Yesterday I was awarded with the Order of Merit of the Federal Republic of Germany for my commitment to the Jewish heritage of Eastern Europe – the order is better known as the Federal Cross of Merit. It was handed over to me by Cologne’s Lord Mayor Henriette Reker in the Historic City Hall. Since some friends have already commented on it publicly, perhaps I should say a few words too, because this honour does not only concern me, it is an honour for a whole network of people.
When a friend told me two and a half years ago that she and another group of friends would nominate me for the Federal Cross of Merit, I had to laugh. The many people who would have deserved such an award far more than I did came to mind, and medals are strange to me to this day. I then immediately forgot the whole story – until around the turn of the year when I learned that my friends had been successful with their proposal.
Then came the doubts as to whether such an award was really justified. A friend then made the whole process public on Facebook, Jewish Heritage Europe reported on its website and finally many congratulations came from all over the world – from people close to me and those I had never heard of. This helped me to feel happy about the honour after all. I thank everyone for their good wishes!
Nothing we do in life we do alone. In my case, it is a whole network of people without whom I could never have done what I did. I don’t want to name them all, because that list would be very long. But those who read these lines will certainly recognise themselves.
There are those who made it possible for me to support work camps at the Jewish cemetery in Chernivtsi/Czernowitz for 10 years, and it is above all the many volunteers from all over the world who worked there.
There are those who have shared their family stories with me and helped me to understand some of the history of the places I have visited. I was lucky enough to travel with some of them.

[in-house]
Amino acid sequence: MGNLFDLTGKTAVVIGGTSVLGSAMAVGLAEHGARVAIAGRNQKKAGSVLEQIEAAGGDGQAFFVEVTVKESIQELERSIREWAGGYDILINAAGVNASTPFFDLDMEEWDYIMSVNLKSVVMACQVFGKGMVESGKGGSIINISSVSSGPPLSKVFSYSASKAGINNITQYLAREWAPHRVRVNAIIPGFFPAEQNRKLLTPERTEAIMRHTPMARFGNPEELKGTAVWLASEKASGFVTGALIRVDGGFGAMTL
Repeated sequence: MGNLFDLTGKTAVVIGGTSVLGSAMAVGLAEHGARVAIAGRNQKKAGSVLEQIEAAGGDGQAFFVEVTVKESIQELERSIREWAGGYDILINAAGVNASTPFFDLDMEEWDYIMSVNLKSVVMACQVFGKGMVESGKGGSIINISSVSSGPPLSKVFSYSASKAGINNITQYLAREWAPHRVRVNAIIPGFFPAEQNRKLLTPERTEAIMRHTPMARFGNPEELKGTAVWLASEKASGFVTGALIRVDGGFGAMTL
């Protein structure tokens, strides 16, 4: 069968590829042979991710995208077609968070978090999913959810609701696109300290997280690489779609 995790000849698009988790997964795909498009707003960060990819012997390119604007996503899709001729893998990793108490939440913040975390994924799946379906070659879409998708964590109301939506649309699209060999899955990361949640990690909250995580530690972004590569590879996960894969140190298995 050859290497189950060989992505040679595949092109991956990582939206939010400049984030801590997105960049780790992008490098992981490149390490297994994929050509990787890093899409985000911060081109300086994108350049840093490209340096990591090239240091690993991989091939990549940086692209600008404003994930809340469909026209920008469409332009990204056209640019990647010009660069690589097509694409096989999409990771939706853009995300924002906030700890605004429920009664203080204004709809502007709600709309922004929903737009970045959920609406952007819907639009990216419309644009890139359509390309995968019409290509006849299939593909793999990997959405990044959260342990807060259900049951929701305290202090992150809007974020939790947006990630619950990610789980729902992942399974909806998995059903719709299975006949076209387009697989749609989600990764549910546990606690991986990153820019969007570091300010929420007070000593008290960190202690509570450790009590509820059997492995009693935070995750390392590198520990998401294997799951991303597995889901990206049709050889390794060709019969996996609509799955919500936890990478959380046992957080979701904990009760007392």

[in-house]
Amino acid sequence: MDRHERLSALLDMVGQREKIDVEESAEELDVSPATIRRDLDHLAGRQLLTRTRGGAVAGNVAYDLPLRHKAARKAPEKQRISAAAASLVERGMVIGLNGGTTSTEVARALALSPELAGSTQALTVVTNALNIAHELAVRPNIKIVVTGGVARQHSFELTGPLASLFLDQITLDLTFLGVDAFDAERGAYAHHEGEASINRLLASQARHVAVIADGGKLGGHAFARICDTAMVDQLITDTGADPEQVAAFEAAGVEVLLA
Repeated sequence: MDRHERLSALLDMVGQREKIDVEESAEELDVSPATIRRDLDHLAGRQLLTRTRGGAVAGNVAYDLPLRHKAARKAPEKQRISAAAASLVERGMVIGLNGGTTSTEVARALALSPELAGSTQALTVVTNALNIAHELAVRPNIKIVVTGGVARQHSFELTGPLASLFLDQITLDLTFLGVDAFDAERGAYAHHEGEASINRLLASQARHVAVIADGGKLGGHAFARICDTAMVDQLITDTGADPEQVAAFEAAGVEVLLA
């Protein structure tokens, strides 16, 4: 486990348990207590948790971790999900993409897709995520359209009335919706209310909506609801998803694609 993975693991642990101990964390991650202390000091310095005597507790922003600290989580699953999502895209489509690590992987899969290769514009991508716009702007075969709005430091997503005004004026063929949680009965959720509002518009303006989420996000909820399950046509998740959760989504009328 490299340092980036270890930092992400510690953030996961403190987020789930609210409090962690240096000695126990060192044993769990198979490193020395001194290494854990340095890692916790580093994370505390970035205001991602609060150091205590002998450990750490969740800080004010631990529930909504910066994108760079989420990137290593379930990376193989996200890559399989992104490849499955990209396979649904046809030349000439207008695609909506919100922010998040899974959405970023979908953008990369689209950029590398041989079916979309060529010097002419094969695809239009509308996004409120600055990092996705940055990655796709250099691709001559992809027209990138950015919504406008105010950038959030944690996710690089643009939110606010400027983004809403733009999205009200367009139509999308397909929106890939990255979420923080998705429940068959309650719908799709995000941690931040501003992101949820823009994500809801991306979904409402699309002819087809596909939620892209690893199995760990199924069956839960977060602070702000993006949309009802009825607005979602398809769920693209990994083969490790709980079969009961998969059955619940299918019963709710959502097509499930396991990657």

There are those who have hospitably welcomed me on the ground and shown me the way to the places I was looking for.
There are those who helped me to turn my pictures into exhibitions and books, and who sat with me for days and nights so that pictures could become stories.
There are those who travelled with me, who brought their own stories and perspectives and helped me find the places where history speaks to us. There are those who were able to make me laugh again in the evening when the day was sad.
There are those who invited me to participate in their own projects.
There are those who, with their media and institutions, have made it possible for me to talk about Jewish Eastern Europe and bring it closer to others.
There are the photographers who walked similar paths before me and those who taught me to photograph. I stand on their shoulders.
There are the many who have listened patiently to my travel narratives and who have been open to a world unknown to them. There is no story if there is no resonance space.
There are those who have opened my eyes to the fact that their countries not only have a past, but also a present and a future. This is particularly true for Ukraine and Belarus.
And of course there are also those who nominated me for this order and those who convinced the examining bodies with their testimonies.
They are all meant by the Federal Cross of Merit and I share it with them with gratitude and humility. Thank you!
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